Monday, May 02, 2016

The father of lies

In objection to a post of mine, a commenter said:

"According to Scripture, liars–among others–are cast into hell. And Satan is portrayed as the arch-deceiver, and the father of lies."

Let's examine that. Let's run through some examples:

8 But as for the cowardly, the faithless, the detestable, as for murderers, the sexually immoral, sorcerers, idolaters, and all liars, their portion will be in the lake that burns with fire and sulfur, which is the second death (Rev 21:8). 
44 You are of your father the devil, and your will is to do your father's desires. He was a murderer from the beginning, and does not stand in the truth, because there is no truth in him. When he lies, he speaks out of his own character, for he is a liar and the father of lies (Jn 8:44). 
10 If we say we have not sinned, we make him a liar, and his word is not in us (1 Jn 1:10). 
4 Whoever says “I know him” but does not keep his commandments is a liar, and the truth is not in him (1 Jn 2:4). 
22 Who is the liar but he who denies that Jesus is the Christ? This is the antichrist, he who denies the Father and the Son (1 Jn 2:22). 
20 If anyone says, “I love God,” and hates his brother, he is a liar (1 Jn 4:20). 
Whoever does not believe God has made him a liar, because he has not believed in the testimony that God has borne concerning his Son (1 Jn 5:10).

1. The Bible doesn't formally define what constitutes a lie. Therefore, readers typically plug into these statements their own rule of thumb definition. The traditional definition of lying has at least two conditions:

i) The statement is false

ii) The communicator makes a false statement with the intention that others mistakenly believe the falsehood is true.

The purpose of (ii) is to distinguish unintentional falsehoods from intentional falsehoods. 

My immediate objection is not to assess the merits of that definition. But in my experience, that's the operative definition Christians use who think lying is always wrong. 

2. Lying is a recurrent motif in the Johannine writings. In Rev 21:8, does John mean that Rahab and the Hebrew midwives will burn in hell? I seriously doubt that. 

Counterfeit religion is a major theme in Revelation. In the context of the narrative, "liars" are pagans or apostates who practice or promote idolatry. Indeed, there can be a twofold deception. Take the False prophet who uses deceit to facilitate false worship. The methods are deceptive and the object is spurious.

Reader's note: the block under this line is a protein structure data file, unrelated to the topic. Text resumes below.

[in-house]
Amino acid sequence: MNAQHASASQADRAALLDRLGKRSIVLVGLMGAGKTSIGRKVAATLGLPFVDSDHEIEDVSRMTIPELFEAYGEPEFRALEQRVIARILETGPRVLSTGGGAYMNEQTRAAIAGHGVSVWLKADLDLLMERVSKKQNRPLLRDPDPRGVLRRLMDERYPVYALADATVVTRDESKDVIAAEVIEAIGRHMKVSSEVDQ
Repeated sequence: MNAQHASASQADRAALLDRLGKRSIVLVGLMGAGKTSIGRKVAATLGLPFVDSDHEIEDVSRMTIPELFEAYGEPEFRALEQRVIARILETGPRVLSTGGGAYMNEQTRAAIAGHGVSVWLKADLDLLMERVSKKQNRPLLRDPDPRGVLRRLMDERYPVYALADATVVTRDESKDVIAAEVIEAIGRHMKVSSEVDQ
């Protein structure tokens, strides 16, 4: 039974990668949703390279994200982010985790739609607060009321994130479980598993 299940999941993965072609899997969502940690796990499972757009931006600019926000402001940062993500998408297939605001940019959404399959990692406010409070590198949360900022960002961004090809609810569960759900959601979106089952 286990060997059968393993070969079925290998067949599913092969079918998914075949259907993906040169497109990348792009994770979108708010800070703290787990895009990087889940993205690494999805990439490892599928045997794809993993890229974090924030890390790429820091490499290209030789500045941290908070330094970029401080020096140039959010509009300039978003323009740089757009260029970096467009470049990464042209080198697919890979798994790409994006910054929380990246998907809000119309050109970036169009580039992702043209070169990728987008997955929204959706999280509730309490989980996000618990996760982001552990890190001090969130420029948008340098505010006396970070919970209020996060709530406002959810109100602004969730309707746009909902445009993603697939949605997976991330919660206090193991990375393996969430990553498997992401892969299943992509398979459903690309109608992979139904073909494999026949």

To construe Rev 21:8 as a statement about "liars" in general rips the statement out of the specific setting in which John frames that conduct. 

3. Why does Jesus call the devil a liar? I assume he's alluding to Gen 3, where the Tempter brazenly said God's prohibition was an idle threat. 

4. That dovetails with what John says in his first epistle. When the apostle talks about "liars" or making God out to be a liar in 1 John, he isn't using the traditional definition of a lie. He doesn't operate with the twofold condition. For John, a "lie" is a statement or action at variance with God's testimony. It isn't confined to false propositions. It can include behavior that's inconsistent with divine testimony. 

Moreover, John doesn't make the intention to deceive a necessary condition of lying. Rather, it's sufficient that the liar, in word or deed, contradicts God's testimony. 

Presumably, John's heretical opponents don't intend to call God a liar. They don't consciously deny the truth, as they understand it. 

But John doesn't distinguish between intent and implication. For him, it's s enough that their teaching or conduct is objectively at odds with God's testimony. There is, of course, an element of willfulness here. 

That's because, for John, the deceivers are self-deceived. False teachers may be sincere, but self-deluded. A Satanic self-deception. Their minds are enslaved by sin. 

5. The upshot is that John isn't referring to "liars" in general. He doesn't have in mind cases like Christians who lie to Nazis to shield Jews. He is using a "lie" or "liar" in a narrow theological context, in reference to those who blindly and willfully deny God's self-witness, or the Father's witness to the Son, or the Spirit's witness to the Son. 

6. To generalize from John's usage would be counterproductive for those who think lying is intrinsically wrong, because John doesn't distinguish between intentional and unintentional falsehood. That would make any false statement, or any action that's inconsistent with the facts, to be a lie. But surely that's too strong. If someone unwittingly makes a statement that deviates from the truth, we don't automatically brand them a liar. If someone acts under the misimpression of what is true, we don't automatically brand them a liar. It's slipshod reasoning to ignore or overlook the framework in which John uses this terminology. 


  1. It's probably also slipshod reasoning to riff off Johannine usage while ignoring or overlooking the Pauline framework in which he uses the terminology. Col. 3:9 and Eph. 4:25 immediately come to mind with the attendant putting off/putting on exhortations.